Fresh Fields for Bodywork Output
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WHEN the credit squeeze began to restrict home• operators' demands for new vehicles, Bonallack and Sons, Ltd., diverted part of their attention to tte export market and have since maintained a steady volume of production. Over 2.000
bodies ot various types were produced by the company in 1956 for home. and overseas users. and there is the prospect of an increase to justify an expansion in the size of the company's Basildon factory to 120,000 sq. ft.
Packaged bodywork (described in The Commercial Motor on January 27, 1956) has sold successfully at home as well as abroad. Kits containing all parts for platform and drop-sided bodies, which may be quickly erected even by semi-skilled labour, can be produced at the rate of about 20 a day.
A large proportion of orders corn)rises repeats of bodies earlier supplied, with little or no modification, but when an order for a new type is .received it is _passed to the works control department. Dimensions required are ascertained, also the nature of the loads to be carried, so that stresses can be calcu lated. •
Details arc then passed to the pattern shop; where a design is evolved making the greatest possible use of standard drawings, such as for underframe pedestals, the means for attaching uprights • to cross-members, and the shaping a roofs. Although a complete body may be of an unique type, its components and method of construction follow established practice.
An interesting, technique is the drawing to full scale of all joints of the body on a length of timber known as a spline. This is the same length as nI0 the proposed body and at the required intervals the details showing the position of the cross-members on the chassis are drawn in. A spline is more convenient than large paper drawings for men to use in assembly stages.
The method is traditional and dates back to the early days of the company over 100 years ago. The spline system does not replace the conventional drawing office, but leaves it freer to concentrate upon design functions rather than the provision of working drawings.
After the spline, has been inscribed, a list is made of all pieces of , material needed. Parts are accordingly cut in the machine shop from metal taken from stock. Bonallack's have 150-200 tons of stock at any time, comprising extruded sections (drawn through their own dies), sheeting and miscel lancous small light-alloy castings such as hinges and rope ties. The company are not exclusively confined to building in light alloy, and some timber and steel are also held.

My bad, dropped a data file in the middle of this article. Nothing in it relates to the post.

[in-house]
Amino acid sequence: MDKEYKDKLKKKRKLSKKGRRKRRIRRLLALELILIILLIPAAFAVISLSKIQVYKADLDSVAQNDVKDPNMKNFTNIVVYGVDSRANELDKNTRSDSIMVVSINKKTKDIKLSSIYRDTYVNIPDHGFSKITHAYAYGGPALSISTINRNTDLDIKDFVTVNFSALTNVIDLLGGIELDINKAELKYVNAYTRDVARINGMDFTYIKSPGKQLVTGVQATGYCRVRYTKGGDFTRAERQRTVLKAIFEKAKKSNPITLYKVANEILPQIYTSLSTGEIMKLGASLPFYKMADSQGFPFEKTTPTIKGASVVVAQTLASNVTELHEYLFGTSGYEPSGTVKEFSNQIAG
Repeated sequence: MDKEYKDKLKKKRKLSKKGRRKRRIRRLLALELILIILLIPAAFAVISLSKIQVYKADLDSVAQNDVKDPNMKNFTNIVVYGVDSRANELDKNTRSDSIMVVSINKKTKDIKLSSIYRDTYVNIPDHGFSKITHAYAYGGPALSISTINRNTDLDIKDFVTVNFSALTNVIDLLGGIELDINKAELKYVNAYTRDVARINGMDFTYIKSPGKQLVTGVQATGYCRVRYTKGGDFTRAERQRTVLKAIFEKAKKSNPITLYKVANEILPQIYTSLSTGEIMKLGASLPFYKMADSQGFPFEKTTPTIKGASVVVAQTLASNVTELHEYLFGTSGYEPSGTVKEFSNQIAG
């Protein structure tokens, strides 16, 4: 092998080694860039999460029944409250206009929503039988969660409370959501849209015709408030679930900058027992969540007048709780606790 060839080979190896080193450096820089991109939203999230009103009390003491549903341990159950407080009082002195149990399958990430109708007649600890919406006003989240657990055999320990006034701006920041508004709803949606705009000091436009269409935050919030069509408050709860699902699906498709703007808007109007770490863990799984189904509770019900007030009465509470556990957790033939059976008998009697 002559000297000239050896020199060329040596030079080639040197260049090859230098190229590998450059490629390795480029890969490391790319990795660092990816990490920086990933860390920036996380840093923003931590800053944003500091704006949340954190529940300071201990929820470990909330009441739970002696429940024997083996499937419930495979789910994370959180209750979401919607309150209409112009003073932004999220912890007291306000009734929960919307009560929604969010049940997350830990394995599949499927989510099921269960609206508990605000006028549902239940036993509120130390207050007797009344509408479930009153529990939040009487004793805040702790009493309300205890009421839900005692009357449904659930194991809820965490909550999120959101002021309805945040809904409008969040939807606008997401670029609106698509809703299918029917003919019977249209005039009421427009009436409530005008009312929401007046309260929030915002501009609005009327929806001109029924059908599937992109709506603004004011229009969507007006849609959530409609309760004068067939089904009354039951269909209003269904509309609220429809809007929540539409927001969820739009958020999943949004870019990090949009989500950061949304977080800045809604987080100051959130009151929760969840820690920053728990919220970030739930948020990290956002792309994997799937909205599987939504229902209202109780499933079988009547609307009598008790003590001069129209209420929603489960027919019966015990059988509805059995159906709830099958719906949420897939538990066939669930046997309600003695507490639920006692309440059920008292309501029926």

Dekaloy planking material and other extrusions are bought in lengths divisible by 6 in. Most bodies are an exact number of feet in length, or 6 in. in excess, and losses of metal in trimming are largely avoided. Sections for Cross-members are obtained in 16-ft. and 15-ft. lengths, the longer providing two members for an S-ft.-wide body and the other for 7-ft. 6-in. bodies, This section is a simple channel with an extra flange for the attachment of planking. Extrusions are fully heat-treated, and most sheeting is supplied in threequarter-hard condition. Sheeting for beating is quarter-hard, or when to be subject to gas-welding, as for a domed cab roof made up of a number of beaten panels, of commercially pure aluminium. There are 79 different extrusions in common use, including, six types of Dekalciy planking. Structural members are Cold-squeeze riveted at 850 p.s.i. wherever possible. In the final stages of assembly the sides of U-shaped tippers are hammer-riveted. as squeeze-riveting cannot be applied. The curved sections are full-length extrusions, and not plate rolled to shape. Stressed-skin panelling of van bodies is attached by Pop rivets, the holes in which can be sealed with plastics plugs.
When a body is ready for painting, it is taken into a spray booth to -remain there overnight, so that in the'rhorning the bodywork and paint are at the same temperature.
After a vehicle has been delivered, its spline and cutting list are filed for future reference. Each body is covered by a two-year guarantee.
A department of the factory has been equipped for the production of plastics parts, which is subject to careful• scientific control. Translucent sheet is used for roof panelling when admission of light Is advantageous, or for skinning when weight-saving is critical. Parts which would otherwise require panelbeating are also made of plastics where the quantity required makes this economic, and may be either pigmented or clear and painted.
Bonallack's answer to the problem of satisfactorily attaching plastics parts to metal framing is to mould around the metal. Metal strips may also be mouldedin resin for reinforcement, as in cab roofs